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Auburn Prof Trolls Perpetually Offended Campus PC Crowd With Trigonometry Trigger Warning

September 09, 2016

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Trigger Warning: The following Op/Ed contains material that might offend the perpetually offended. It could cause the bunching of the panties of anyone bothered by free speech, academic honesty, Halloween, paper cuts, and international cuisine.

If 2015, was any indication of the direction that American college campuses are headed in then get ready for some fireworks.

For those in need of a refresher the past academic year saw protests over chalk etchings of the name ‘Trump,’ culturally appropriated cafeteria food, Halloween costumes, and well pretty much anything you can imagine.

There was also an increased demand for trigger warnings – an academic heads up that professors give to students about references to uncomfortable topics like rape, war, slavery, paper cuts, white males, or anything else that could prompt a student to seek shelter in the nearest safe space.

Last week, an Auburn professor decided to have a little fun with at the expense of the perpetually horrified.

Mechanical Engineering prof Peter Schwartz placed an ominous warning at the top of his Introductory Mechanics Course syllabus.

“TRIGGER WARNING: physics, trigonometry, sine, cosine, tangent, vector, force, work, energy, stress, quiz, grade.”

Schwartz echoed the feelings of many when he pointed out how ludicrous the warnings are.

“I think trigger warnings are a joke to begin with and I wanted to see what one might look like in an engineering course,” Schwartz told in an email. “Looks kind of silly, doesn’t it? [That’s] because it is.”

Sadly, every joke contains some nugget of truth.

Schools – like New York’s Hamilton College – have implemented requirements that professors in all majors incorporate diversity lessons into their curricula.

One might wonder how diversity training would be worked into a course like Schwartz’s “Introductory Mechanics”, but of greater concern is how such a policy would impact academic freedom or academia in general.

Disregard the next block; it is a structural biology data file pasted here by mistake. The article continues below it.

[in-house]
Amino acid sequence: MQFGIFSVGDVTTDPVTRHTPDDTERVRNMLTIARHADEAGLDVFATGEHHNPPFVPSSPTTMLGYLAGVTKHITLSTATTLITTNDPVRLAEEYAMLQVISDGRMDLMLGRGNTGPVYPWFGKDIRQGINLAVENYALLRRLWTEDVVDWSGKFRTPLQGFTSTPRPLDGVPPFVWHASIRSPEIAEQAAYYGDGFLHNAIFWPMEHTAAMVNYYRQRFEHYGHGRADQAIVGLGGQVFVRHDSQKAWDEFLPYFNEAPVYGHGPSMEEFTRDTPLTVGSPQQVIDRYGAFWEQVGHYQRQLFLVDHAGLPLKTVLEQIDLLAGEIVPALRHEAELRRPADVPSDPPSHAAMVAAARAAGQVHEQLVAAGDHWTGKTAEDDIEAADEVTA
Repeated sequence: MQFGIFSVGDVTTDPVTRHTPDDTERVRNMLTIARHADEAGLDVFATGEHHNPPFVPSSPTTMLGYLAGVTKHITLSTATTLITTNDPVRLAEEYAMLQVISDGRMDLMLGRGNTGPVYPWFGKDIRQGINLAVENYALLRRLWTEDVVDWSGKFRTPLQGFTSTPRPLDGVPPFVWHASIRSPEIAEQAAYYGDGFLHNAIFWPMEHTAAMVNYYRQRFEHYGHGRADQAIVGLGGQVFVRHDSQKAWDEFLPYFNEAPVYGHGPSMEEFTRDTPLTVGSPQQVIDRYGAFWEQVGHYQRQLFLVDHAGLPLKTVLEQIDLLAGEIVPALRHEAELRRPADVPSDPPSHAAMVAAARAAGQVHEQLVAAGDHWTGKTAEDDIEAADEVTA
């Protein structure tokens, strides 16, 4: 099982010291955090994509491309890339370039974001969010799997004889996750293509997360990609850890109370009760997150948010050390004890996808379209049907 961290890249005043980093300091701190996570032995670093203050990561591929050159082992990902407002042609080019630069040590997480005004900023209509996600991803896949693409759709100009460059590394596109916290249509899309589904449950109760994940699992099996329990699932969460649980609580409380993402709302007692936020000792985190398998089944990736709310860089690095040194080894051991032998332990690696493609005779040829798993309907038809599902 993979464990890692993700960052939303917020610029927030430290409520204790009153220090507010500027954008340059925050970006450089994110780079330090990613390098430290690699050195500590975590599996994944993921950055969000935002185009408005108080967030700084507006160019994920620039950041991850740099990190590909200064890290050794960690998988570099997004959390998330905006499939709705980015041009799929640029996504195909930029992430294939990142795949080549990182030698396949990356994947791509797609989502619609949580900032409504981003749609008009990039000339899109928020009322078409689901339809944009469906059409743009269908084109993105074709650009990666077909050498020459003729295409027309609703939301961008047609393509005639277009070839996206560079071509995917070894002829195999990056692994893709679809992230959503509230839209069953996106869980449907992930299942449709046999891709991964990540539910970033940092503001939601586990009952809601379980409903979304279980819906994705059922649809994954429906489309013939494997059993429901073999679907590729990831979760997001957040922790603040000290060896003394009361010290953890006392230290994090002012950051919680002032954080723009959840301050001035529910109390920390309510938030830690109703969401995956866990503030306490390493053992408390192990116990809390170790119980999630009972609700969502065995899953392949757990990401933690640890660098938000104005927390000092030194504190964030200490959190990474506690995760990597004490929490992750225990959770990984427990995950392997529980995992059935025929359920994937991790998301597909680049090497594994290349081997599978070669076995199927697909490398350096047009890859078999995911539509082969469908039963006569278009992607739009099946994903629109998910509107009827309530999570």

Face time between professors and students is often in short supply. Thus students in fields like engineering or pre-med are being shortchanged if some of their valuable classroom time is being chewed up by diversity training that has little to no relation to course objectives.

There are unintended consequences there as well; sacrificing classroom time to cover diversity means struggling students will have to waste study hours outside of class catching up on their own when they could be a raised hand away from getting help from a professor.  Likewise, for professors it means rationing prep time that could be used to create a better course of study, all because three Caucasian freshmen circulated a petition claiming that taco Tuesday is racist.

But beyond the inconvenience that comes with these pseudo-progressive charades is the sacrifice of the academic freedom of many for the sake of the feelings of a few.

Young men and women spend large sums of money to go to college and receive an education that will prepare them to survive financially, professionally, intellectually, and socially in the real world.

Forcing a professor to deviate from course material to fill a check-in-the-box diversity requirement erodes educators’ ability to practice their craft in the way that they know best.

It also shields students from the harsh reality that sometimes the world is not a nice a place. It’s a hard lesson to learn, but it’s also part of becoming a well-adjusted adult.

In many ways college is like the minor leagues for adulthood. You’re away from home, living among your own peer group, learning to do laundry, sneak cases of Natural Ice past the RA (a laundry bag padded with sweatshirts and bath towels usually works), manage money, etc. Part of that learning process involves confronting and dealing with uncomfortable ideas, and not leaning on a trigger warning as a protective crutch.

It also means that just as a professor shouldn’t be forced to break from his own course material — to spend time raising awareness about each student’s status as a special snowflake – your boss, coworkers, neighbors, guy running the bodega down the street, etc., won’t be doing so either.

The most important lesson that the class of 2020 needs to learn is that the real world is right around the corner, and no one out there cares about your feelings.


This contributor is a Marine veteran that has served in the Middle East. Due to the sensitive nature of his current job, he has requested to remain anonymous.